Andrew is a self-educated business owner and entrepreneur with plenty of free advice (which is worth exactly what you pay for it!).
Did the Deal Go Through?
Lori Greiner kind of stole this deal from Barbara Corcoran, wherein Barbara was going to make an offer and Lori said she's withdraw hers if they listened to Barb. That's pretty competitive, even for the sharks, but it does happen (reference Mark Cuban's earlier days of the "24 second shot clock" for examples). In the end, the team of John, Sal, and Anthony DePaola got $100,000 for 20% of their company, along with a $100,000 line of credit for purchase orders. Since they were only asking for $50,000 for 10%, I'd say they made out like bandits.
How Did the Business Do After the Show?
Quite well, although... well, it's interesting. Clearly, this product was a very innovative solution to a common problem, and the elegance of the idea allowed it to be marketed to a very, very wide audience. In a follow-up segment a short time later, the trio was already in some 14,000 stores, and had amassed over $2.5 million in sales (important to keep in perspective that they had virtually no sales before appearing on the show!). They're on Amazon now, and their products are available for sale at Lowe's and Walmart, among other prominent retailers. However, one of the founders, John DePaola, was arrested in a huge drug bust. Apparently, the business is still up and running.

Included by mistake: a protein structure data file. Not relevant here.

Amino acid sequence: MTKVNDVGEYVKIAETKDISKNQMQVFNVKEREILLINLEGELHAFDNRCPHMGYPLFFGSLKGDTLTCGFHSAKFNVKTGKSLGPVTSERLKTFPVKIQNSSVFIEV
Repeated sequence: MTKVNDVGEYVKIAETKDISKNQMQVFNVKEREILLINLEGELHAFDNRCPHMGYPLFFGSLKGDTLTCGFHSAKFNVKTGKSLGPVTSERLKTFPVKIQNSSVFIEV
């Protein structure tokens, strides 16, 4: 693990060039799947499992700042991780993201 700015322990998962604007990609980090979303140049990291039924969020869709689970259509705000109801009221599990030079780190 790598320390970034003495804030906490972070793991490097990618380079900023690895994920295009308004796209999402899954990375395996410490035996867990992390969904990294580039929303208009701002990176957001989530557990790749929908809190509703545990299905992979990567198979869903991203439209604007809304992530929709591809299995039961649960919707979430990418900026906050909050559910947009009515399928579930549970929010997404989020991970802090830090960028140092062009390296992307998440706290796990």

What Do I Think?
Herein lies one of the risks involved with being a partner in a business: reputation. Lori may or may not have done well with her initial $100,000 she invested (assuming the $100,000 in purchase order funding was treated as a loan, and paid back in full with interest), but she probably regrets being involved with a business whose founder is now associated with cocaine distribution. On the other hand, some of the reputation is likely protected with the distancing that comes along with the nature of Shark Tank: everyone who watches the show understands well enough that these entrepreneurs are making their introduction to the investors, and due diligence is much, much shorter than it normally would be in any other type of investment. As for the numbers themselves, if the company has a standard 50% gross profit margin, they may have brought in somewhere around $125,000 to the company from the aforementioned $2.5 million, but that wouldn't include paying salaries. Beyond that, it's tough to say whether the investment has paid off yet, but given the potential scale of the business, it's tough to imagine them not generating a great deal more than a few million in sales to date.